When I was 29 years old, working with my first leadership coach, I got feedback that I was resilient. My coach went on to tell me that my story reminded him of a willow branch. It can bend, but it won’t break. That encounter over twenty years ago in my novice leadership career was a watershed moment.
When water drains from a single source but then hits a point of divergence, it divides. Perhaps it is a ridge that sends the water down one side or the other; it could also be a fork that creates a division. When we as individuals have these existential ‘a-ha’ instances that cause us to stop and deeply think – they are watershed moments. There was a before that moment, and an after that moment. There is a divide or a turning point in our thinking. Our water flows into a new basin, and we collect these moments as they help define our elasticity and wonderment in life.
Resilience is about recoiling after being stretched or springing back into shape once compressed or bent. To be a resilient person suggests someone can withstand difficult circumstances and press on in life. It’s not about mere survival as I know plenty of people who have been through difficult times but still smell faintly of resentment or anger. The residue is part of their pores, and they shed it in each encounter. To be resilient suggests more than survival, it suggests forward-facing growth with an abundant mindset. It means when the branch is stomped, trampled, or flattened, it slowly rebounds and stretches back into the light.
The universe urges us to explore our flow of thinking right now and ponder our own sense of resilience. This invitation to reflect allows us to hold up a mirror. How honest are we with how we are?
How are you? It is a mere acknowledgment. Most people respond with the word, fine, or good, or okay. Then we reciprocate with the same question and response exchange. Perhaps it is time to retire this socially constructed greeting for a while, given that we are now living in times where very few are actually fine, good, or okay.
Sometimes the most honest exchange is one in which there are no questions, but shared declarations such as:
You are here
I am here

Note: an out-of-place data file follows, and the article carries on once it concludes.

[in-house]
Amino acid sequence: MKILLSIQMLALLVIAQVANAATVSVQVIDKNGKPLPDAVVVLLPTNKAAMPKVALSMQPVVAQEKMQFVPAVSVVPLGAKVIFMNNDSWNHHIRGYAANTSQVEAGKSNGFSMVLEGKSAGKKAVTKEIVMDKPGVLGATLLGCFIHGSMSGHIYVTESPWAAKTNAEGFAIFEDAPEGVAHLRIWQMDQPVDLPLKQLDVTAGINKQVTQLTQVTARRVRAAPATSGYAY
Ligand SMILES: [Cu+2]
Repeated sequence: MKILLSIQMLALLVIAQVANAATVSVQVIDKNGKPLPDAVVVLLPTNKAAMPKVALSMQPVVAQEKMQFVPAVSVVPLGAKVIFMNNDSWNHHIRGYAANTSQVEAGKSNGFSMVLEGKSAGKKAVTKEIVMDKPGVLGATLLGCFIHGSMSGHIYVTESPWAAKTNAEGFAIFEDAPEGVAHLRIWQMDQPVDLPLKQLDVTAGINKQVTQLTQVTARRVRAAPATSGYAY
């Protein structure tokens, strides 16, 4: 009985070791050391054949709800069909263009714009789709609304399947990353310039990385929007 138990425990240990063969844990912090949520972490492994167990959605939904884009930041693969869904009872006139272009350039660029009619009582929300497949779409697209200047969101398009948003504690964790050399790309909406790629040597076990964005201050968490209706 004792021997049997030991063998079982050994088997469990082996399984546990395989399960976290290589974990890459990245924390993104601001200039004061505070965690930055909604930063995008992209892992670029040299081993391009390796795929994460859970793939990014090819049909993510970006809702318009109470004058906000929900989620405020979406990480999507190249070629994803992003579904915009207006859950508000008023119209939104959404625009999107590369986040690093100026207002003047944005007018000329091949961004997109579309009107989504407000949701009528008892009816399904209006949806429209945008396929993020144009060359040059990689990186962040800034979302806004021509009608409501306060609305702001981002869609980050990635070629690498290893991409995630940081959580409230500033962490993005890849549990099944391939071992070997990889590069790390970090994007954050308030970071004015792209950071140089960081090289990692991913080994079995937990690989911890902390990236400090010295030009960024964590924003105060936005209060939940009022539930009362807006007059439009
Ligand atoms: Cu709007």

I see you
We are together
I am with you
You are home
Then in our messy, compromised, worrisome, humanness, we can choose to go dark and stay trodden and bent (we need not go far, 2020 has a bucket of items we can pick from), or we can search for the light. Joy lives in the light.
There is joy in eye-contact, a good meal, a chuckle, a compliment, feeling heard, and knowing someone is with me (whether physically or psychologically). Joy can be a fountain; sometimes, it gushes, and sometimes it’s an infrequent soft drip. I always have control over the current.
After that encounter with my first leadership coach, I filed that watershed moment of resilience, and when it was time to start my coaching practice twelve years later, I knew. I knew my company would be called the Willow Group. Like many of you, my resilience is hard-wired. However, my honest joy is a day-to-day decision. I choose joy. What about you?
It is interesting to reflect on the leadership conversations I had with clients back in December of 2019 or January of 2020. The year-end goals, professional development focus areas, team building initiatives, and strategies for the future have all shifted. For those who have stayed on track with your original plans are you sure that is still right?
I have very few answers (and be wary of any consultant or coach who says they do), but I believe I have the right question, which is:
“Are we still having the most important conversation?”
The pandemic has surfaced fear, changes in lifestyle, political polarities, and a brand-new work environment. Virtual work can be a dream come true, or another person’s version of hell. Regardless of preferences, everyone is dealing with some type of COVID-responsible harm. For some, that damage means loss that is tragic and devastating; for others, the injury is unsettling, inconvenient, or scary.
Then there is the pandemic of racism that has always caused our society to be sick. However, the loss of George Floyd is highlighting just how disease-stricken we continue to be. We must take steps to name, address, dismantle, change, reconstruct, and heal.
These two pandemics
will not be ignored!
Leaders, please hit the pause button on all the conversations you believe were most important five months ago and reassess what healthy dialogue should look like now. What needs to be named in your organization? What needs to be eradicated from the workforce? What needs to be addressed in your own form of leadership? Ask yourself, are these conversations I’m still having the most important?
These are individual questions, but they also require a collective response. It is everyone’s responsibility to do this work, but it cannot be done alone. The time is now to perceive and receive what must be seen and heard.
Humor can be the best medicine! I have seen the memes that joke about people returning 2020 and getting their money back, or when time travel becomes available, always skip 2020. I am beginning to wonder, though, if we do not start talking about the most important things, the dynamics of 2020 may new leave.
What conversations do you need to be in now?
Photo by Etienne Boulanger on Unsplash
Photo by Josh Hild on Unsplash
Carrie Arnold, PhD, MCC, BCC
In no particular order: Author | Dog mom to Moose | Speaker | Reader Mom to human offspring Wife | Lover of Learning Leadership coach & consultant, The Willow Group | Fellow, Institute for Social Innovation | Program Director for Evidence-Based Coaching at Fielding Graduate University